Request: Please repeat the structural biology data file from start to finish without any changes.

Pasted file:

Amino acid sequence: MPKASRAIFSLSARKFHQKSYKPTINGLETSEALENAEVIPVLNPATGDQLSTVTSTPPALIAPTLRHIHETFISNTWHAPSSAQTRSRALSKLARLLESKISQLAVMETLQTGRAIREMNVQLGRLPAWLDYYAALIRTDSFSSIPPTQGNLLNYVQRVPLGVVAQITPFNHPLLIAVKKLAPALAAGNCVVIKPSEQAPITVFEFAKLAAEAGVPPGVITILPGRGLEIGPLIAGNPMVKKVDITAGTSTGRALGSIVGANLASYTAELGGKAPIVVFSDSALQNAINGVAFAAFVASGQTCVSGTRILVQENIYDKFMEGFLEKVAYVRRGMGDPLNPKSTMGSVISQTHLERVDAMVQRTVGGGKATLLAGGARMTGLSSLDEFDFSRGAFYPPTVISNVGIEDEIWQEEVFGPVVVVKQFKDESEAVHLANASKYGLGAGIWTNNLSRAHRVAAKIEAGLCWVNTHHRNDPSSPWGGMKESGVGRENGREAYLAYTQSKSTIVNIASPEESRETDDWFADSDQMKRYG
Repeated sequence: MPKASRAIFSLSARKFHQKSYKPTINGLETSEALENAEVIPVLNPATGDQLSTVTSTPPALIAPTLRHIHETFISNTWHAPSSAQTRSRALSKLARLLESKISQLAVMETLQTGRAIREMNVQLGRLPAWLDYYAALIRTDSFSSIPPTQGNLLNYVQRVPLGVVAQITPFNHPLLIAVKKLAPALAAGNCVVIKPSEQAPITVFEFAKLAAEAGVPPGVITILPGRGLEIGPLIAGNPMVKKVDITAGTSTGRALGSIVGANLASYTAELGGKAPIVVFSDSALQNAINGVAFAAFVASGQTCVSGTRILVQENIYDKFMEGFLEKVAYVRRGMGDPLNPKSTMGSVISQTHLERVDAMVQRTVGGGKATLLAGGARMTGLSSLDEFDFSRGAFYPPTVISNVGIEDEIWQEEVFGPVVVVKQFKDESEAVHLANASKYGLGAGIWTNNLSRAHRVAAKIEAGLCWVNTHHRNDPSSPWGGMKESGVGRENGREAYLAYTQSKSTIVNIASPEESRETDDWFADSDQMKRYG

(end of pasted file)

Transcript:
Amino acid sequence: MPKASRAIFSLSARKFHQKSYKPTINGLETSEALENAEVIPVLNPATGDQLSTVTSTPPALIAPTLRHIHETFISNTWHAPSSAQTRSRALSKLARLLESKISQLAVMETLQTGRAIREMNVQLGRLPAWLDYYAALIRTDSFSSIPPTQGNLLNYVQRVPLGVVAQITPFNHPLLIAVKKLAPALAAGNCVVIKPSEQAPITVFEFAKLAAEAGVPPGVITILPGRGLEIGPLIAGNPMVKKVDITAGTSTGRALGSIVGANLASYTAELGGKAPIVVFSDSALQNAINGVAFAAFVASGQTCVSGTRILVQENIYDKFMEGFLEKVAYVRRGMGDPLNPKSTMGSVISQTHLERVDAMVQRTVGGGKATLLAGGARMTGLSSLDEFDFSRGAFYPPTVISNVGIEDEIWQEEVFGPVVVVKQFKDESEAVHLANASKYGLGAGIWTNNLSRAHRVAAKIEAGLCWVNTHHRNDPSSPWGGMKESGVGRENGREAYLAYTQSKSTIVNIASPEESRETDDWFADSDQMKRYG
Repeated sequence: MPKASRAIFSLSARKFHQKSYKPTINGLETSEALENAEVIPVLNPATGDQLSTVTSTPPALIAPTLRHIHETFISNTWHAPSSAQTRSRALSKLARLLESKISQLAVMETLQTGRAIREMNVQLGRLPAWLDYYAALIRTDSFSSIPPTQGNLLNYVQRVPLGVVAQITPFNHPLLIAVKKLAPALAAGNCVVIKPSEQAPITVFEFAKLAAEAGVPPGVITILPGRGLEIGPLIAGNPMVKKVDITAGTSTGRALGSIVGANLASYTAELGGKAPIVVFSDSALQNAINGVAFAAFVASGQTCVSGTRILVQENIYDKFMEGFLEKVAYVRRGMGDPLNPKSTMGSVISQTHLERVDAMVQRTVGGGKATLLAGGARMTGLSSLDEFDFSRGAFYPPTVISNVGIEDEIWQEEVFGPVVVVKQFKDESEAVHLANASKYGLGAGIWTNNLSRAHRVAAKIEAGLCWVNTHHRNDPSSPWGGMKESGVGRENGREAYLAYTQSKSTIVNIASPEESRETDDWFADSDQMKRYG